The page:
“Perhaps if you wait outside,” he said. “I think maybe your presence is affecting the aura.”

She left wordlessly and closed the door with a tut.

“I think maybe this isn’t the ideal device,” Sir John said to Marie. “I’m going to get the Thaumograph. If I set it running overnight we can capture any supernatural activity.”

He left Marie and she moved to the middle of the room. She put her palm flat in front of her face and blew the last few ashes into the air.

“‘Ocus, pocus,” she said.

The sun was already lighting the dust in the room, stirred up by the movement of the three people. But now the dust seemed to congeal in front of Marie. At first it looked like a funnel shape, as if the wind had caught it. But then it grew more form and the image of a teenaged boy formed. A dust tear ran down his face.

“Tell me,” said Marie gently. Just then, there was a crash as Sir John came through the door, holding a contraption of metal and black material on a tall tripod. The dust image dissipated in front of Marie at the sound of the noise. Sir John dragged the object into the centre of the room.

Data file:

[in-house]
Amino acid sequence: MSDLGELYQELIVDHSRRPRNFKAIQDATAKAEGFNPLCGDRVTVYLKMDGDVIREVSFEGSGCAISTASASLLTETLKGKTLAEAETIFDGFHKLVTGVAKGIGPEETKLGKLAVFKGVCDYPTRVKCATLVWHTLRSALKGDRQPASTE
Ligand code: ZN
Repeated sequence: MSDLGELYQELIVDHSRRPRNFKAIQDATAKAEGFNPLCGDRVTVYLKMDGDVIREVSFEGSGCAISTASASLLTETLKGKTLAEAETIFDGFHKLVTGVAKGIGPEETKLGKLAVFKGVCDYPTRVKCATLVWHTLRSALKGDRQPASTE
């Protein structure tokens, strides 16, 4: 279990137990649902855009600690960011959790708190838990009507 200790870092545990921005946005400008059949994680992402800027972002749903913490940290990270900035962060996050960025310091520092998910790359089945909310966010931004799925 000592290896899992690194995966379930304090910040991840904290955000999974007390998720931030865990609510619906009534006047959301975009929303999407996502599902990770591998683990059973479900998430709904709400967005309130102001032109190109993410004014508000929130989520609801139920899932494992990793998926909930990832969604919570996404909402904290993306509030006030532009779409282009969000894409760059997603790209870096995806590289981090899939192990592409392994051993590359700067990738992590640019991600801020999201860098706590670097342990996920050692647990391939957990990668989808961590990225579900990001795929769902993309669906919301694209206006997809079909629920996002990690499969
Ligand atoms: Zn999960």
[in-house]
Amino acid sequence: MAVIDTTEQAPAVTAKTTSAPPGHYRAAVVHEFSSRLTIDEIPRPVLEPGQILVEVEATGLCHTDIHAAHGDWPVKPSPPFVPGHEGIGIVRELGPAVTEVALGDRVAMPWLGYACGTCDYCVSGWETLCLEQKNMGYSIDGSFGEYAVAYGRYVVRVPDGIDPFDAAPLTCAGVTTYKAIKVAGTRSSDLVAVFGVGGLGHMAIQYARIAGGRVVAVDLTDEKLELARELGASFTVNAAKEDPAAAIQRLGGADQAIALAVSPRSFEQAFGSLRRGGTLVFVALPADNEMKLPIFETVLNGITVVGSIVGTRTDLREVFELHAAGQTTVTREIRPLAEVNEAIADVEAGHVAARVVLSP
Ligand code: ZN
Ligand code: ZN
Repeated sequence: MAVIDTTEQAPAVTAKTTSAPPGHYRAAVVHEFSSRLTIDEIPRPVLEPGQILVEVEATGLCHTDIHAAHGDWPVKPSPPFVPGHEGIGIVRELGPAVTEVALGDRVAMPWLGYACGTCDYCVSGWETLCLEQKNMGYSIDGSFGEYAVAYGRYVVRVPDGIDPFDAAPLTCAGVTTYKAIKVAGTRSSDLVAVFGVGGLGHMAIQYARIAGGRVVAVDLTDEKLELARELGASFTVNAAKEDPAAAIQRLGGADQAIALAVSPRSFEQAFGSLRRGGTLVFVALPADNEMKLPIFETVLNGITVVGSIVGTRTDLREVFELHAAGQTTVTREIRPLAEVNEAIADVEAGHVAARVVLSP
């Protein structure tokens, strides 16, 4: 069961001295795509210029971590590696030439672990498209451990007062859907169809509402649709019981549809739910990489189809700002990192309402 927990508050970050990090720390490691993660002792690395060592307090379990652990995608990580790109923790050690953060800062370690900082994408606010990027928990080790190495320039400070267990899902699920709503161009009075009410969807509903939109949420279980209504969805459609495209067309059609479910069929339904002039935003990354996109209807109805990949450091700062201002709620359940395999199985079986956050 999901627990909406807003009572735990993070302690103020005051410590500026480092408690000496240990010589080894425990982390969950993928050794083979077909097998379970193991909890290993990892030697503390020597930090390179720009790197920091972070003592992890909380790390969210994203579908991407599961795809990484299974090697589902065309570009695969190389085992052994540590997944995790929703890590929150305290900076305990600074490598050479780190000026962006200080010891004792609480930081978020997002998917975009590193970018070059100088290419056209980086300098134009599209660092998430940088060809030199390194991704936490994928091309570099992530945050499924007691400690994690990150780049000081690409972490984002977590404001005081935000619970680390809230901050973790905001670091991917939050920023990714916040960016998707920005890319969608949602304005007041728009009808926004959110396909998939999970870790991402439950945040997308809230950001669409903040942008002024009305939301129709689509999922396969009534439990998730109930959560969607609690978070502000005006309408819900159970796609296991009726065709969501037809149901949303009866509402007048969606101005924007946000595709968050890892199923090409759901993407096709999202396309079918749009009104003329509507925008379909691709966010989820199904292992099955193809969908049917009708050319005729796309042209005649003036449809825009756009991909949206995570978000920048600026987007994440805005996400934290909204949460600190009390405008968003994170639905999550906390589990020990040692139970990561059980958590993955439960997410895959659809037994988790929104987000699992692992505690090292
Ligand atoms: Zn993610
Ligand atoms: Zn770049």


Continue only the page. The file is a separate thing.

“Now,” he said triumphantly. “Now we shall get answers.”

 

The Howarth Haunting: Chapter 1

Dear Readers, as faithfully promised at the weekend, we are travelling back in time, not just to the Victorian Era, but to the very start of the Jennings and Jennings stories. We present, or re-present…The Howarth Haunting

All was quiet in the drawing room at Southampton Row when Sir John Jennings burst in, brandishing The Times.

“Well it’s in, my dear! The advert is in! Shall I read it to you?”

His wife looked at him warmly and said gently in her French accent, “I have heard it, peut etre?”

“Perhaps not the final wording. I think I had the polished article in the end. Ahem… ‘Jennings and Jennings, Paranormal Investigators, available for hire in the Home Counties. Are you plagued by supernatural goings on or troubled by fantastical events? We can help, using the most modern scientific advances, to rid you of even the most ancient of terrors. 3 pence an hour, double on Sunday.’”

“Very good, mon cher,” said Marie Jennings, working on some crochet. “Now, I suppose we wait.”